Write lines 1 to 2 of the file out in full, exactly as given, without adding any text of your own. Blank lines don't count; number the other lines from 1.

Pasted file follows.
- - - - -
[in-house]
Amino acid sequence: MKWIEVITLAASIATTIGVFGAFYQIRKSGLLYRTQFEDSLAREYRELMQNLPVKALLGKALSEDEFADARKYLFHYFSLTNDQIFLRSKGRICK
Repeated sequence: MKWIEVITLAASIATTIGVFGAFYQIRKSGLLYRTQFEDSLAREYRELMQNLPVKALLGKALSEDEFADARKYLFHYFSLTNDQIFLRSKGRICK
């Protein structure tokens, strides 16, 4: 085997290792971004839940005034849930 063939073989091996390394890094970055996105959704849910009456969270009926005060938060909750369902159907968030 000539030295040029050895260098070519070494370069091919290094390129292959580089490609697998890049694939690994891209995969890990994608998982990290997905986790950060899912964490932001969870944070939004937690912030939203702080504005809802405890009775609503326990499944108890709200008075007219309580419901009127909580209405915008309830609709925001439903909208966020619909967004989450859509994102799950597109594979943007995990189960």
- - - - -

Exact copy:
[in-house]
Amino acid sequence: MKWIEVITLAASIATTIGVFGAFYQIRKSGLLYRTQFEDSLAREYRELMQNLPVKALLGKALSEDEFADARKYLFHYFSLTNDQIFLRSKGRICK